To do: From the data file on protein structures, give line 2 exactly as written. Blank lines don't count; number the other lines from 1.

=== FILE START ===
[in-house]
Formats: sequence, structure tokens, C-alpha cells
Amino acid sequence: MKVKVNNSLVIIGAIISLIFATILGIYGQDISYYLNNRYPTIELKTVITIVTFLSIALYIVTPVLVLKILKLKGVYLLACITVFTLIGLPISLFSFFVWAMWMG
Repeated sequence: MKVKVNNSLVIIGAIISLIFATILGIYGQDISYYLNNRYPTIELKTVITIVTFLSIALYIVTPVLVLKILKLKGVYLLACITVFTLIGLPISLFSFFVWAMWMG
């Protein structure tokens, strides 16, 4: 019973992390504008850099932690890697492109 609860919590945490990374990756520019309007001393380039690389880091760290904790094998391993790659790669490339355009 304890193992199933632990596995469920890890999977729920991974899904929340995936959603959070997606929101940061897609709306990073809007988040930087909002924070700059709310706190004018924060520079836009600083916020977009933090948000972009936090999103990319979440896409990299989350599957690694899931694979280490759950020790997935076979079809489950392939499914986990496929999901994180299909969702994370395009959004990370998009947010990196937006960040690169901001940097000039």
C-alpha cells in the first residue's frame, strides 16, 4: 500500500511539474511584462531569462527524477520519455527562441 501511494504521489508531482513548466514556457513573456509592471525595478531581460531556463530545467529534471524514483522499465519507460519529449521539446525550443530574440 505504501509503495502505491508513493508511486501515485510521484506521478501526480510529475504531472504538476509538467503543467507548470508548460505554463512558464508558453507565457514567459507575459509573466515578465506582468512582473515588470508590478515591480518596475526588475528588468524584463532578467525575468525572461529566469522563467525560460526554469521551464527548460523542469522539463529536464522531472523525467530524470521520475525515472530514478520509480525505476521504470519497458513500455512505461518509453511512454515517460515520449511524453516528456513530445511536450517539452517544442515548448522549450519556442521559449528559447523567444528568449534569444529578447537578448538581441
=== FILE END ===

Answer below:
Formats: sequence, structure tokens, C-alpha cells